CVEs are important but I think the question also refers to flaws, and project's ability to respond to them. Indeed, during any security assessment a company could encounter flaws. Later being referenced as CVEs.
Project's member can easily ignore working on a report of a flaw found by a legit person online (or even during any security audit performed from another company) because they have other work priorities too. (It's like solving a challenge when you have another mission assigned to you.)
This applies to companies too. The one I work for evaluate the risk and if it is evaluated being low, the fix is not a priority. When browsing a project's CVE page list you can observe many are considered low or medium risk.
Although both the OpenBSD and FreeBSD projects are not companies per say, they suffer from the same syndrome: Overwhelming.
The only difference is "how overwhelmed you are".
Comparing both projects sizes and responsibilities, we can assume FreeBSD's one might be prone to overwhelming. Or at least, easier overwhelmed than OpenBSD.
But, if they are not overwhelmed they can allow themselves to fix and patch quickly any flaw reported, no matter if it's a low or very low risk.
Both have different Security policies. Yes OpenBSD is the more secure one could afford... yet. But I don't know if they could handle as much market share as FreeBSD.
Now, let's compare both OpenBSD's and FreeBSD's policies.
FreeBSD has a very strict and rigorous security policy involving many intermediate levels from when the flaw is discovered or reported and then disclosed.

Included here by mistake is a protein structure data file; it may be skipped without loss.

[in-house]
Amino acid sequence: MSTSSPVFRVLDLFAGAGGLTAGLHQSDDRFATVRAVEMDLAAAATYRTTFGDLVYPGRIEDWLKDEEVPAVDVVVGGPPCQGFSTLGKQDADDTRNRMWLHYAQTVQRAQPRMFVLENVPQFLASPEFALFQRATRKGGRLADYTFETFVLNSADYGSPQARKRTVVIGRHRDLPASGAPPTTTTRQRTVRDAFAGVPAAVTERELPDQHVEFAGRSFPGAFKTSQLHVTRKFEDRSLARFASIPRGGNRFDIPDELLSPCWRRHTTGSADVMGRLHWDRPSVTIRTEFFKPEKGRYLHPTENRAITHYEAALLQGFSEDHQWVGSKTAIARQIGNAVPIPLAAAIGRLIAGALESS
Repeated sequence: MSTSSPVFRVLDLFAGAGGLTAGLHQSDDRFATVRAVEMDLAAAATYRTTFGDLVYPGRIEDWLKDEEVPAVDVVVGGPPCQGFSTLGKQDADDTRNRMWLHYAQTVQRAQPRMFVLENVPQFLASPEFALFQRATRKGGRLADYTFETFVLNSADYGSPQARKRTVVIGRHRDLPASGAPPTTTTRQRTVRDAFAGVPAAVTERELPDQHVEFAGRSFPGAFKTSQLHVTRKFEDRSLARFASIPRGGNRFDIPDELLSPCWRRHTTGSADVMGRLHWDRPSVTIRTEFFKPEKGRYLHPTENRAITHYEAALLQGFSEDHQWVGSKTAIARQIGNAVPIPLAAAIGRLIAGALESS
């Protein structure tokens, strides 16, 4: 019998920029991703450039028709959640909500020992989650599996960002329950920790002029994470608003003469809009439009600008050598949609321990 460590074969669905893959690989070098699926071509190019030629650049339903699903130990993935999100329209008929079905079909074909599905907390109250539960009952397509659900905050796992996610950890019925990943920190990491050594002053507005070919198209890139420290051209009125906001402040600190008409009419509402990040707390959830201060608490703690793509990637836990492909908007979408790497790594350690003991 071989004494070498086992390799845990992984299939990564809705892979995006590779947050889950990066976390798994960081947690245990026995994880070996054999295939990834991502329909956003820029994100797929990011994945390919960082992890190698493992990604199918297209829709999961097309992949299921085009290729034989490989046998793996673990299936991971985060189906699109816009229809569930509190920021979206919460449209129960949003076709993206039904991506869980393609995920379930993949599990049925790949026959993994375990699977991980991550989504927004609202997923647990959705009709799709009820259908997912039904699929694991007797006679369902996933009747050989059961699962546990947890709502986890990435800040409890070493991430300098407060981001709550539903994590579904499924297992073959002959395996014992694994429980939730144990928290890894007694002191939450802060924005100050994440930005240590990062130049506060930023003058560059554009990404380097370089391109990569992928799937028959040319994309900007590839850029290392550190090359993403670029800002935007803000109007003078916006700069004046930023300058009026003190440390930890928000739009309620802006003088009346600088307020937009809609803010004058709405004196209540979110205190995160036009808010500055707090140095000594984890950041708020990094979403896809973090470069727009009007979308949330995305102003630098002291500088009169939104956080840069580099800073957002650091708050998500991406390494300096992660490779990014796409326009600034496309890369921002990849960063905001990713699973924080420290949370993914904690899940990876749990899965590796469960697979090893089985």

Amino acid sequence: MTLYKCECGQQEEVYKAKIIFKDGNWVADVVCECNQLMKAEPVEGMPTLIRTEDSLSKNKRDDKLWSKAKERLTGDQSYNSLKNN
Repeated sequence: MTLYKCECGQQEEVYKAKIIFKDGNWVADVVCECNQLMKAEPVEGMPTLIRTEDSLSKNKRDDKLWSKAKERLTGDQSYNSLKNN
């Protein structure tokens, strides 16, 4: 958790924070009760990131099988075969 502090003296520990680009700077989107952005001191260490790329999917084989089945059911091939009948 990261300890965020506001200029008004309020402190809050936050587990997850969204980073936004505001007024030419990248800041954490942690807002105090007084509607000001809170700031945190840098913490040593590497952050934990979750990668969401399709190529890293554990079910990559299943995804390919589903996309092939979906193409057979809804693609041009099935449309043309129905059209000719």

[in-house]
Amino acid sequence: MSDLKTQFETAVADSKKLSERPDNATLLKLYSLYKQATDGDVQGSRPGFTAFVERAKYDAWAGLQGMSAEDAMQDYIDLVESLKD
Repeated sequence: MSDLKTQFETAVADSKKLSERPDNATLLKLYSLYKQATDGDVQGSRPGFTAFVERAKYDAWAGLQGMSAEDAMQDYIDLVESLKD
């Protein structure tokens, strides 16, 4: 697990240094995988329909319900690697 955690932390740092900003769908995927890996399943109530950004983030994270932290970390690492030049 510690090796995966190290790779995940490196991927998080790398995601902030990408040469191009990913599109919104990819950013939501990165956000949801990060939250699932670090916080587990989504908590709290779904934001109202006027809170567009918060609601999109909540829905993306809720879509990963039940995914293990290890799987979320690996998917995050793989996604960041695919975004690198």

While OpenBSD find bugs and fixes them.
On one hand, OpenBSD security team members are ahead of the flaw. Because they detect any bug and fix it no matter if the bug could be a potential vulnerability or not. On the other hand, FreeBSD security team members put all their effort in fixing and patching, without hesitating contacting (or requesting) external experts to the FreeBSD's project.
Answering your question, I do think CVE stats can be used to compare the security of OpenBSD and FreeBSD. Basing yourself on the CVE stats helps you choose between two products. OpenBSD offers a dedicated security team member fixing bugs one by one and FreeBSD proposes a security team working on fixing flaws. You can then choose if you want a project with fewer people working intensively on preventing flaws or a project with more people working intensively on fixing flaws. Both security policies are good (IMO) and the number of CVE demonstrate FreeBSD's security team capacity to provide response. But the number of CVE for OpenBSD indicates project's security team's workflow is doing great.
To me, comparing both OpenBSD's and FreeBSD's CVE list raises a question: "Which one do you bet on?".
I have seen many people choosing OpenBSD over FreeBSD because "they have fewer CVEs assigned". Without understanding how it's security policy works.
Many users ignore why OpenBSD's project has fewer CVEs.
But many choose to ignore that FreeBSD can be hardened the way you want.
According you only choose an Operating System based on the security policy. I know, one should not choose any OS just based on one argument but many think the opposite way.
CVEs are the result of a flaw report and a sometimes a disclosed fix, but the flaw can be frozen by a company too. (Leading the flaw to be known to little and some consumers are alerted before others, so the information security professionals from those companies could help fixing it prior any public disclosure)